Join us on November 16th from 4-7 PM for a photography exhibition that showcases the journeys of five individuals moving from long-term care facilities back into the community. Participants were invited to evaluate the Money Follows the Person program* by using an approach called photovoice, which encourages participants to record, reflect, and share their experiences through photography. We are honored to invite the photographers, partners, policymakers, and community members to attend, learn more, and have a rich dialogue about the participants’ experiences. The event will take place in Georgia State University’s Centennial Hall, located at 100 Auburn Ave. N.E. in Atlanta.

Money Follows the Person is a national program funded by the Centers for Medicare & Medicaid Services. In Georgia, the Department of Community Health administers the program, and the Georgia Health Policy Center at Georgia State University has been the program’s evaluator since 2009.

2 thoughts on “Gaining Freedom, Coming Home

  1. When I was growing up(I’m 70 Now) my family was very proactive in all sorts of challenged people. We had always had a couple of mentally challenged people living with us. In those days there were few organizations to help these people find places to rent a room. No one ever left us unless they were going to live with family or friends. One of our guys Ralph, lived with us for over 25 years. All people deserve a home, not a room to rent. We always felt them as family and treated them as normal people, Christmas, Thanks Giving, there Birth Day parties etc. We monitored there work places to make sure the atmosphere was right and treated them as great members of there staff. Everyone we ever had really worked well and were liked at there employment, if there was a problem we would find them a new job. We always had restaurants asking for people, they were great responsible workers. When any one of us kids would come home to see Mom we always went to check up on Ralph and see if he needed anything and spend time with him. We all felt the loss of Ralph when he died, he was family. I’m retired now and have a big house in a upscale neighborhood we renovated, we regularly win yard of the month. We are in a great and safe location with wonderful neighbors in College Park .We were thinking about someone to live with us as I always had as a kid. A friend brought The Arc to our attention. I was aware of your group and get your news letter in email and was trying to get in touch with your organization and found out we are neighbors in East Point . We are interested in talking with someone from your group. Thanks very much.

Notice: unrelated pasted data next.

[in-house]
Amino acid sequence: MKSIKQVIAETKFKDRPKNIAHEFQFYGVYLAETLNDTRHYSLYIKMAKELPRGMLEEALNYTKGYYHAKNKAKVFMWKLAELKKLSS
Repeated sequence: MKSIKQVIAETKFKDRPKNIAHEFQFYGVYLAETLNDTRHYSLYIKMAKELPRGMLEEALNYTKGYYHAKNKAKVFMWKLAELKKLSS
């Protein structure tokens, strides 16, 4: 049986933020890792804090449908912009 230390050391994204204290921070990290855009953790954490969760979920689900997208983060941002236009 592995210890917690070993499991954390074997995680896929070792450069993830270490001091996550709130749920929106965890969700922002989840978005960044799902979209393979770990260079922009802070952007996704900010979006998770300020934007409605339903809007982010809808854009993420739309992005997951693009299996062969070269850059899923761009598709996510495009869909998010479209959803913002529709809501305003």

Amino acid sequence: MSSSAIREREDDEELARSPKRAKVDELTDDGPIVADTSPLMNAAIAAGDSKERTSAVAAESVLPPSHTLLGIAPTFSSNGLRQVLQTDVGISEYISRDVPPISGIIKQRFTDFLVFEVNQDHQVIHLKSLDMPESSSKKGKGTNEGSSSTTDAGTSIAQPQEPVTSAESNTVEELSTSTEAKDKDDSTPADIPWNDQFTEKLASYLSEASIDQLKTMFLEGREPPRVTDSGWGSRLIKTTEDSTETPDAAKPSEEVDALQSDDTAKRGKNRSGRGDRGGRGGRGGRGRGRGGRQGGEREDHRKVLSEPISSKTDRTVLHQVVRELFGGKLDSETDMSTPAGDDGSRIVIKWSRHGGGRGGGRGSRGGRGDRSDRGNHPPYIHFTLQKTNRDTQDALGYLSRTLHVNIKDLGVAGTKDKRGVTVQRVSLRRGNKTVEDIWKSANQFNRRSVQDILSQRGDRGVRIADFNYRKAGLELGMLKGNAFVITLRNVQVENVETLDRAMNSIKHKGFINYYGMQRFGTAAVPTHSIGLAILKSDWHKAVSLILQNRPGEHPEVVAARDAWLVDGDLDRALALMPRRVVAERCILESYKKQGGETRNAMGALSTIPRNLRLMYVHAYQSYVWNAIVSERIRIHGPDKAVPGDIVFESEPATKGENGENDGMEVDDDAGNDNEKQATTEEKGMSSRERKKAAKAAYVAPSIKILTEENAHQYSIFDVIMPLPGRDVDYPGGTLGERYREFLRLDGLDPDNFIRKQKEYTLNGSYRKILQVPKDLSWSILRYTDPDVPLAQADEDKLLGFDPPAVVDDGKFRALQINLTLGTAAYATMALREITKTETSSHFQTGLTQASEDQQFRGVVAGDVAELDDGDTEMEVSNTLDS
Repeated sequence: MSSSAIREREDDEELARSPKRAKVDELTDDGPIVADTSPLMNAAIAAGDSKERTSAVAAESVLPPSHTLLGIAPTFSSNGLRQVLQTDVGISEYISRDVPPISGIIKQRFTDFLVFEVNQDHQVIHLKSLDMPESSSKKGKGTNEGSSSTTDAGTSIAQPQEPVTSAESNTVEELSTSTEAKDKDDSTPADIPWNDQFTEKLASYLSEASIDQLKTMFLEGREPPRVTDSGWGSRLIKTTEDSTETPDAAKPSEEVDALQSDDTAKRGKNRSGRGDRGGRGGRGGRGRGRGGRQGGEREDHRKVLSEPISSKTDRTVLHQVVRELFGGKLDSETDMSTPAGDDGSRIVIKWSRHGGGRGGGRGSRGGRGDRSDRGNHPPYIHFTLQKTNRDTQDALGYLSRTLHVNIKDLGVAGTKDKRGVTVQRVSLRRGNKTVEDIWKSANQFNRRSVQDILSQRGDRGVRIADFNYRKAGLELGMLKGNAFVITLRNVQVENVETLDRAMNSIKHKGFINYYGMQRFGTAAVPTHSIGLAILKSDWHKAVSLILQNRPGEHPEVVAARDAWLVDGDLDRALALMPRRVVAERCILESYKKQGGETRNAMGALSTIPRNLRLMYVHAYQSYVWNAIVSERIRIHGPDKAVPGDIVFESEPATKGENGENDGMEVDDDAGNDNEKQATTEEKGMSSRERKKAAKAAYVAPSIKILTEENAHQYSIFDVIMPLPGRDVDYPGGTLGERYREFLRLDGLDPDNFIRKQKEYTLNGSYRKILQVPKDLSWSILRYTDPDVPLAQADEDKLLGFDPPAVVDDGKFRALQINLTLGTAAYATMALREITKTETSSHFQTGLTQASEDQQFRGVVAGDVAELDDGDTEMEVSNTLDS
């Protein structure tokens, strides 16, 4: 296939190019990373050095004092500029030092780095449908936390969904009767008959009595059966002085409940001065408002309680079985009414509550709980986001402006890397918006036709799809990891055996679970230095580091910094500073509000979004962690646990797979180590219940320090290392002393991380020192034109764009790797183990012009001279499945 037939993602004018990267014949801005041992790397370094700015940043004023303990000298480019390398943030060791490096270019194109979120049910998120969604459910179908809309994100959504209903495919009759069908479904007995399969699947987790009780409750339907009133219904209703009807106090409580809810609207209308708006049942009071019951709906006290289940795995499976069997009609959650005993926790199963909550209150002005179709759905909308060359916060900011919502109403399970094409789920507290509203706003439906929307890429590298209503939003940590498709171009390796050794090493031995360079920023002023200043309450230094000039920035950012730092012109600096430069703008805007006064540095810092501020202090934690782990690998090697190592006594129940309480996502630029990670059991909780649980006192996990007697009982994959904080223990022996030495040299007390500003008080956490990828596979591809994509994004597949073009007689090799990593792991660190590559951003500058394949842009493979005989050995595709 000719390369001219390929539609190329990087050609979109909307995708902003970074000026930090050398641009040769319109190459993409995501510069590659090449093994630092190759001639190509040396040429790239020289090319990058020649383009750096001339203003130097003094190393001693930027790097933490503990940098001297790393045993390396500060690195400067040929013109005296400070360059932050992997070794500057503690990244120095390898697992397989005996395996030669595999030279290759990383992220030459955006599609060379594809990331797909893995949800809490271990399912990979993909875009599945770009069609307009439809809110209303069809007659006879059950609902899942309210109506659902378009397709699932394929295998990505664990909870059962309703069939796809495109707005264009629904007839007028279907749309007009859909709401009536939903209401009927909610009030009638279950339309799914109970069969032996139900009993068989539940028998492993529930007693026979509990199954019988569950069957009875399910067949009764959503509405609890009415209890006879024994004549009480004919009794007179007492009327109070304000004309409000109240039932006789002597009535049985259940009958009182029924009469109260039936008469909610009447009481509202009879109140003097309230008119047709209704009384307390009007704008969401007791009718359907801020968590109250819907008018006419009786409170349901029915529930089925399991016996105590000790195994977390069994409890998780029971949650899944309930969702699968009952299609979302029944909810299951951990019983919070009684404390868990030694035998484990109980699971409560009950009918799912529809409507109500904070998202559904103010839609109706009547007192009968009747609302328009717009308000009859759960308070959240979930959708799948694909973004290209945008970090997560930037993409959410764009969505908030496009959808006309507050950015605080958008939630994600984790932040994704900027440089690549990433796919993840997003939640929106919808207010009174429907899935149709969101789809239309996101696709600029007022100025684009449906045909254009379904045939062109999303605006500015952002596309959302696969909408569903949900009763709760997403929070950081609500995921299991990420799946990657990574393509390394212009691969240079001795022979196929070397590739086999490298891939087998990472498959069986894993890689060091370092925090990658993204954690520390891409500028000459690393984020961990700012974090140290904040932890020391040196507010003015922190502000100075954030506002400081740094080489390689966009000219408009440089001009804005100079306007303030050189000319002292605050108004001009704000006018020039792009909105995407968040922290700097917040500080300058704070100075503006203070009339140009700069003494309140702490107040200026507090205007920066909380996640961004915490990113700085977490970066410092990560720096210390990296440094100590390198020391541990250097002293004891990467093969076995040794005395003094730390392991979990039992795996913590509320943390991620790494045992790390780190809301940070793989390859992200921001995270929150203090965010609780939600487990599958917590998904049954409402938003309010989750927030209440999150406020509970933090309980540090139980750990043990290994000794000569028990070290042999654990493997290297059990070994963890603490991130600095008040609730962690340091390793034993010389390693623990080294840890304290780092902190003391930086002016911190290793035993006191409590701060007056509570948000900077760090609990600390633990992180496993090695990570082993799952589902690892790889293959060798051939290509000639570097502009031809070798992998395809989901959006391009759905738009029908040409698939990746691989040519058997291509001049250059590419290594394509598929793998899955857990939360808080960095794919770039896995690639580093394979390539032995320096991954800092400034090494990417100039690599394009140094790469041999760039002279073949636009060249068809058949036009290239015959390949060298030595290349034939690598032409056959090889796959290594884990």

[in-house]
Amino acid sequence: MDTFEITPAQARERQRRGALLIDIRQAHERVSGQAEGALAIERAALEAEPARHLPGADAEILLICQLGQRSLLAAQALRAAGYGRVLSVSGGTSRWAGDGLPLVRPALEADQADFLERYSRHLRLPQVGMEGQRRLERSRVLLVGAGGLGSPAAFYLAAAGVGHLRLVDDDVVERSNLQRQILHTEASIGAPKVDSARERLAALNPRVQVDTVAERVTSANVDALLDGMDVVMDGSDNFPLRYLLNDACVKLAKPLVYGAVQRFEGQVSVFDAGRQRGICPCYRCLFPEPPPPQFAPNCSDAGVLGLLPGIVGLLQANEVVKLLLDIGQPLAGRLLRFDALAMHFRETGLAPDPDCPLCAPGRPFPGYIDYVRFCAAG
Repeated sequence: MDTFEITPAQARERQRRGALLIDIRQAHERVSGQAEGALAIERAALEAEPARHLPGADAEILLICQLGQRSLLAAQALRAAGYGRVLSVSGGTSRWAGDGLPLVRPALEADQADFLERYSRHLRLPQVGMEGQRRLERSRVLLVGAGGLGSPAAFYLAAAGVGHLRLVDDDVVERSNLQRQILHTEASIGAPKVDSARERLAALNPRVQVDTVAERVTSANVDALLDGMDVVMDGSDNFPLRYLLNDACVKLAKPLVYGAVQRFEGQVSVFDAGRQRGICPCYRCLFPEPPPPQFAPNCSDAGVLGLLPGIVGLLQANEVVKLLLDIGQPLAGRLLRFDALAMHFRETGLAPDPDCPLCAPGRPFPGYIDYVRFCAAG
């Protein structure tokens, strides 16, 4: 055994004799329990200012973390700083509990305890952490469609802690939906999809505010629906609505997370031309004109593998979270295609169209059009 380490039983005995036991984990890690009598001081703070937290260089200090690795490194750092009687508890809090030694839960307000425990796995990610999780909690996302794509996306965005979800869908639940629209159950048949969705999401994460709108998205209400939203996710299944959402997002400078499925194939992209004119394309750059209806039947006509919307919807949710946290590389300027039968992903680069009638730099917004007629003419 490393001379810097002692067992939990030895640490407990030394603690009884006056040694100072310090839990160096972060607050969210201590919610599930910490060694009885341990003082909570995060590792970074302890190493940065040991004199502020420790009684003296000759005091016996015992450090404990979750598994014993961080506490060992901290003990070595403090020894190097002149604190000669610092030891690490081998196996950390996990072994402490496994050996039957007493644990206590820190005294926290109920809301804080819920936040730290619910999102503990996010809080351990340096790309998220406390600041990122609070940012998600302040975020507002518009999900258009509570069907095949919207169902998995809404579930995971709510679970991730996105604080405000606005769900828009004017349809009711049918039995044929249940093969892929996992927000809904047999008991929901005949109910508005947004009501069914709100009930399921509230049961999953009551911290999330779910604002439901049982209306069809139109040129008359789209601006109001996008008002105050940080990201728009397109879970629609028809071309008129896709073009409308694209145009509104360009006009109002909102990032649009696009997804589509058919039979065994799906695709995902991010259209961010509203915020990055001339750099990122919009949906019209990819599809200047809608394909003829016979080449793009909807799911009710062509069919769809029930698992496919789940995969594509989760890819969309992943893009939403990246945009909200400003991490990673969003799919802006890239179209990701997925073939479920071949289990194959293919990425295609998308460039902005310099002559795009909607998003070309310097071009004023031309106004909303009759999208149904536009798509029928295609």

2. Have you ever thought about writing up your experiences? UGA has a new archive on disability history, and they might want to preserve a story like this that could otherwise be lost. We aren’t the right people to talk to, necessarily, about living arrangements. We’re advocacy-only in this state, but we would really appreciate your involvement if you want to become part of what we do. We’re just gearing up for the new legislative session, and we need all the help we can get.

    If housing, inclusion, and just treating people with intellectual disabilities like real people are things you want to do with your time, you might also look into some hands-on involvement with L’Arche, an interesting housing model for adults with I/D that may look a lot like what you experienced growing up. Atlanta has a L’Arche house now. It’s in Decatur, and they have some wonderful social gatherings. You can find out more about them here:

Leave a Reply

Your email address will not be published. Required fields are marked *